Madikizela-Mandela was nominated from the floor during the second day of the ANC's 50th natioanl conference by a North-West delegate, Yvonne Makume, after failing to receive pre-conference nominations from any of the nine provinces.
However, when an independent electoral official called for the nomination to be seconded only a small group of delegates gingerly raised their hands.
While independent electoral officials asked delegates to raise their hands higher to be included in the count for the requisite 25 percent support for the nomination to succeed, Madikizela-Mandela began to consult her fellow National Executive Committee members on the podium.
In a departure from procedure Madikizela-Mandela walked up to the microphone and asked for a delay in the nomination procedure. "I want to consult with the structures so that I do not appear devisive," she said.
This was refused by ANC president-elect Thabo Mbeki, saying that nominations from the conference floor were by individuals and not party structures.
Madikizela-Mandela replied: "Comrade Thabo I think I do understand what is happening. (To) those comrades who nominated my name I apologise for having to decline". She did not elaborate.
Her decision was greeted by loud cheers and a standing ovation from the audience.
An official from the Electoral Institute of SA, who was conducting the elections then asked twice if there were any further nominations, and when there were not she announced: "I therefore am delighted to announce that comrade Jacob Zuma is the deputy president."
Although officials publicly denied there had been a count, they privately acknowledged that a figure of 125 - far short of the nomination threshhold - had in fact been tallied.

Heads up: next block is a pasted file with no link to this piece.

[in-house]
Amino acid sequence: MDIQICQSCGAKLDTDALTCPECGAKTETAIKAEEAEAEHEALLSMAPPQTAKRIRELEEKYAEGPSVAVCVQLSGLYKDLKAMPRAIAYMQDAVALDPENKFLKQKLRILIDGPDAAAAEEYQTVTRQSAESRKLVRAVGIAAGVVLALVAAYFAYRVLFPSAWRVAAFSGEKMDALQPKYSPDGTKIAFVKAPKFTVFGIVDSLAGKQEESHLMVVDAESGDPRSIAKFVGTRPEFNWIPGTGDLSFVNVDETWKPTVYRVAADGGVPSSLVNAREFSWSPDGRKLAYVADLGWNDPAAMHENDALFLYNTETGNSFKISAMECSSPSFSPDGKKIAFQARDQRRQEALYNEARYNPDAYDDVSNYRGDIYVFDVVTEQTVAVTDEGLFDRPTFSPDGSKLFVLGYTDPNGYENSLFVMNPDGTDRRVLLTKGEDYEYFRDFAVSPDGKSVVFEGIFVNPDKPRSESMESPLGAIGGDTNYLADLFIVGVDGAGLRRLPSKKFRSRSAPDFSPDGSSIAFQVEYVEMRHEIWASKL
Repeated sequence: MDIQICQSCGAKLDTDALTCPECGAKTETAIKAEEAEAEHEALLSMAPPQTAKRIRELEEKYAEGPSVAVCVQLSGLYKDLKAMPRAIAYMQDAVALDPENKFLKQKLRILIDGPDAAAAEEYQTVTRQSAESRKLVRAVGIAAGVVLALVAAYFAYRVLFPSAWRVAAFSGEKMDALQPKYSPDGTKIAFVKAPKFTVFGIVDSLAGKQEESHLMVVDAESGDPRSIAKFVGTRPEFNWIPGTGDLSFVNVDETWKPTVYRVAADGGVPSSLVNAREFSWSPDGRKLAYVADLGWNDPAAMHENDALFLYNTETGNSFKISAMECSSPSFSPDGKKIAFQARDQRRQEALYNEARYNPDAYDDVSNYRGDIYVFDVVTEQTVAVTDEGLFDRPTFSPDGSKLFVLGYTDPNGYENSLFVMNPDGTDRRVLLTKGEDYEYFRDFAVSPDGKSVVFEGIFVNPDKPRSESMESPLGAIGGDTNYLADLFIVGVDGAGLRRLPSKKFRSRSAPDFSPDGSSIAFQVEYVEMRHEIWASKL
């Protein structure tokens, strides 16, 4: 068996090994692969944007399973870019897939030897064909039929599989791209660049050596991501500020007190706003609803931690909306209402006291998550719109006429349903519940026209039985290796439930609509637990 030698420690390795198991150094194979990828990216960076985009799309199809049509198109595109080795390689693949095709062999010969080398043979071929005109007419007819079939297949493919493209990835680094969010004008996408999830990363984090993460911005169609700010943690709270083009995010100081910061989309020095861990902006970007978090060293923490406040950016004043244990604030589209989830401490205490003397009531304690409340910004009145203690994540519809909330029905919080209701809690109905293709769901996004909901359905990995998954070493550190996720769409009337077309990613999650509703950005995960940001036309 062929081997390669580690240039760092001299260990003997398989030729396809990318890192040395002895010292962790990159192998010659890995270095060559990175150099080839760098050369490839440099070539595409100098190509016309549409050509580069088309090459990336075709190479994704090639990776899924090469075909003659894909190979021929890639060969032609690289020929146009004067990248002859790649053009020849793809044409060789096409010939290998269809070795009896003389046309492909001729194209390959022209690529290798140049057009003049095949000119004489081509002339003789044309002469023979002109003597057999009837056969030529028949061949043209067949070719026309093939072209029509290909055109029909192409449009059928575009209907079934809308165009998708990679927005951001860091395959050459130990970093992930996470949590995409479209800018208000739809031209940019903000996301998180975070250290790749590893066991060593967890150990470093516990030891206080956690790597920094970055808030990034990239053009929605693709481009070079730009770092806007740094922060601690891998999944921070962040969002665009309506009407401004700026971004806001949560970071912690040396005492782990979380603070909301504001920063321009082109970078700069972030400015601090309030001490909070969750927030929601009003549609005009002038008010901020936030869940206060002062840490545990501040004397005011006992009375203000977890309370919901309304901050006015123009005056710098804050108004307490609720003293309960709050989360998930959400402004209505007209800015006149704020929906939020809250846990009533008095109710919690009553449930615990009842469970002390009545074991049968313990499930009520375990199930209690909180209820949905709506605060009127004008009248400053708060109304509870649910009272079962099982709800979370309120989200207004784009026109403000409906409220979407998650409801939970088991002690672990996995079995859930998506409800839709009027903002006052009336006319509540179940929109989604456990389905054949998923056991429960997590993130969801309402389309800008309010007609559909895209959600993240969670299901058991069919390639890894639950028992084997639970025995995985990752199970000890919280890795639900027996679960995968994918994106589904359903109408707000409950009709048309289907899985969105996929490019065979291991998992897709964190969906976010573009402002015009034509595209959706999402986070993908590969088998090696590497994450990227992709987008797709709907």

Sources close to the voting process said Madikizela-Mandela had then been offered the opportunity to save face graciously, by declining her "nomination".
Earlier a source close to Madikizela-Mandela insisted she would accept nomination. "Trust me she will stand," Sapa was told.
She had apparently been asked on Tuesday to decline a nomination from the floor by a National Executive Committee delegation, but had refused.
Describing himself as Madikizela-Mandela's best friend, Deputy Environmental Minister Peter Mokaba told journalists, she had decided long agocy.
Her decision "demonstrates the extent to which she loves her movement (the ANC)," he said.
He had accompanied a smiling Madikizela-Mandela out of the Great Hall at the University of the North-West on Wednesday arm in arm with Mokaba, after the nomination process.
She refused to answer questions from the hoards of journalists who swamped her, but paused to hug several supporters, before being whisked away in a white Mercedes Benz.
Mokaba said there had been no pressure on Madikizela-Mandela at all to withdraw from the race, saying the fact that she would not stand had been know to the ANC leadership for a long time.
Her decision had been taken before she appeared before the Truth and Reconciliation Commission - in which she was linked to at least 18 human rights violations.
Madikizela-Mandela was still a leader in the ANC, he said.
"One thing we (the ANC) will always be sure about is that she will always be with us. She won't go the route of (Bantu) Holomisa (who co-founded the United Democratic l always be with us.
She had withdrawn from the race because she did not want any devisions within the ANC, Mokaba said.
Cheryl Carolus, who on Wednesday relinquished her position as the ANC's acting secretary-general, later told a media briefing Madikizela-Mandela's decision not to stand was made at the same time as the seconders' votes were being counted.
"I don't want to speculate why Mrs Madikizela-Mandela chose that point to step down," she said.
The number of votes cast for Madikizela-Mandela were not presented to the conference because she stood down, Carolus said.
This figure "might be relevant for people who want to speculate on these matters - for us the important factor is that she withdrew," Carolus said.
She said conference delegates "remained very respectful" of Madikizela-Mandela. Carolus also denied suggestions that a vote to decide on the deputy presidency would have divided the party.
"The ANC has never been afraid of the democratic process," Carolus said.